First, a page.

This is what it looked like underneath. Pull the twine tightly (but make sure it’s equally tight on all 11 buttons) and then staple the twine to the plywood.
Then hammer the staples to ensure they are tight to the board.
Once the buttons were attached to the headboard; flip over the headboard and begin pulling and stapling the headboard fabric.
Multiple staples every couple of inches were needed. Mr. Woodsy wanted to make sure that the fabric wasn’t going any where. Remember you need to keep the same pull on the fabric all the way around. It will be visibly noticeable if you pull one side tighter than the other.
Then, because Mr. Woodsy did not trust the staples he would hammer them down to ensure they were staying tight.
You’ll see that the corner was wrapped like a package–there is no wrong or right way to wrap your headboard. This is just the method we chose. Next, you’ll want to attach two large picture hooks (that can hold up to 100 lbs) to the back of the headboard.
Mr. Woodsy secured the picture hooks on equal sides of the headboard.
Next, he went to our bedroom to envision where this monstrosity would actually hang!
Since our bed sits in between two windows he measured the distance between the two windows and found his center point.
He showed me how high our headboard was really going to be. At that point I was a little nervous we went overboard and it was too large!
We have drywall so Mr. Woodsy looked for where the studs were on the wall. Unfortunately, there were no studs near where we needed to hang our headboard. So he then drilled a hole into the wall and attached an anchor followed by a screw on each of the sides where the headboard would hang. Followed by finally hanging the headboard.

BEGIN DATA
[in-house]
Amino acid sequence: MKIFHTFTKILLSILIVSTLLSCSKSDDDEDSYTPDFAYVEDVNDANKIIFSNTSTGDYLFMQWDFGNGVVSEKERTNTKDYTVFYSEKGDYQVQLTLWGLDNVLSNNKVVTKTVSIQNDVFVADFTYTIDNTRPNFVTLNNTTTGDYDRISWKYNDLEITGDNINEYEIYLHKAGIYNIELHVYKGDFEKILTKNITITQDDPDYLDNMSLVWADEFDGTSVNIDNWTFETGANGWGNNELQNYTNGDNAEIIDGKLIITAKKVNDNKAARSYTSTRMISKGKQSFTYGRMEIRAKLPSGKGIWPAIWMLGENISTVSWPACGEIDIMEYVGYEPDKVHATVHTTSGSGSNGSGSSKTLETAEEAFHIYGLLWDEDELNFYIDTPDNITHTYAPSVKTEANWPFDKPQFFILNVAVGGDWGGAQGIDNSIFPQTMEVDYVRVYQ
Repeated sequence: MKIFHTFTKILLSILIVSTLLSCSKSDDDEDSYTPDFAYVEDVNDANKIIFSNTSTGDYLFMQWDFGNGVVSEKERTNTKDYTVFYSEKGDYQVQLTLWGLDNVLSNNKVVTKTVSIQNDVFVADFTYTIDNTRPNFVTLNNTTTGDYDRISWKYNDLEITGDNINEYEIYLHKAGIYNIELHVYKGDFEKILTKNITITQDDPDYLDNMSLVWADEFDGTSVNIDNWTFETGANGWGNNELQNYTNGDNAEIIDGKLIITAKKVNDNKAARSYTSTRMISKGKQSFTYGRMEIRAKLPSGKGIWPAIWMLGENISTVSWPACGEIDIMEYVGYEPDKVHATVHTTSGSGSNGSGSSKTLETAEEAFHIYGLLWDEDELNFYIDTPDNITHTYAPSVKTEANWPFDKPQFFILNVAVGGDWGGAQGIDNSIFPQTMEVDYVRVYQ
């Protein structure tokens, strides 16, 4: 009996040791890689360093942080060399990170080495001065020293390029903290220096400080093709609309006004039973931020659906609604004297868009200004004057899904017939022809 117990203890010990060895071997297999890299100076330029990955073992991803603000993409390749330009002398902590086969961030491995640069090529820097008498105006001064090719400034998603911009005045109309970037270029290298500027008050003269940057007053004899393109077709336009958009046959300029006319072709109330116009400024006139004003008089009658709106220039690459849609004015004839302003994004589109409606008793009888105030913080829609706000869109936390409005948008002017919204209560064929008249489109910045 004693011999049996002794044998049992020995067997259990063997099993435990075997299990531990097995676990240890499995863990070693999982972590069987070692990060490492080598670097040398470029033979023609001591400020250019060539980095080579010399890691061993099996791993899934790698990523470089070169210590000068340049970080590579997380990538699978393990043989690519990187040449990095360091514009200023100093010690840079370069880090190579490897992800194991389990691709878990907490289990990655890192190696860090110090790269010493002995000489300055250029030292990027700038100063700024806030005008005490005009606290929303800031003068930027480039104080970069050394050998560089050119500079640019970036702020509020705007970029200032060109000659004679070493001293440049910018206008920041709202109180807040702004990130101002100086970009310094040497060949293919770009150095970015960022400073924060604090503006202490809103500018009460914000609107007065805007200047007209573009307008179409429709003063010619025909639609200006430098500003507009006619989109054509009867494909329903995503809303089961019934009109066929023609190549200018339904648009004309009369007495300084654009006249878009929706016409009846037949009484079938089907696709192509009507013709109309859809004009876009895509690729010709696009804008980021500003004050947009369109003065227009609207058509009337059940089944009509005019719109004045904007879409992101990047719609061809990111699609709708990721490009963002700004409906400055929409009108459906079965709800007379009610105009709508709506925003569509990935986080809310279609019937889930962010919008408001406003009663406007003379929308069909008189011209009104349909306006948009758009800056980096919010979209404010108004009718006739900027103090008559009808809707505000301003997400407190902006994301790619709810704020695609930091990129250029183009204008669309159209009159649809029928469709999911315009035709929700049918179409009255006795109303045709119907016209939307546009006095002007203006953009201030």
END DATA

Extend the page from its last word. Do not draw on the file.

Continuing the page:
*If you have a concrete wall you can use a pap con bolt and then attach your headboard.
*If you have a wood wall you just screw into the wood and then hang your headboard.
After we repainted the room, installed crown moulding, changed out the hideous brown curtains to a fresh white, and updated our nightstands to a chic antique style our bedroom is finally coming together!
I’m so excited to finally reveal part of our bedroom makeover! We literally just finished our night stands last night, so these are fresh and new to the room (like less than 24 hours new to the room).
The way the lighting in our room is in the morning time gives backlit lighting which makes it difficult to photograph a close shot of the headboard during this time of the day. You’ll notice that are tufting is evenly spaced and some parts more than others the fabric is a little loose. Seriously, Mr. Woodsy contemplated for a month taking the entire headboard apart and redoing it. Because it wasn’t all flush and perfect. I talked him out of the insanity.
You may be wondering what the dimensions were of our headboard. We have a king bed so we needed to build our headboard to fit the size of our bed. There is no wrong or right size or dimensions for a headboard. It’s all based on preference.
Take a look at the before and after! What a tremendous (and I must say amazing) difference!
I was able to take a few photos that included our gorgeous Tufted Bench that matches our headboard. Lola, our yorkie, decided that she wanted to show off her new room so she sat patiently while I took a few photos.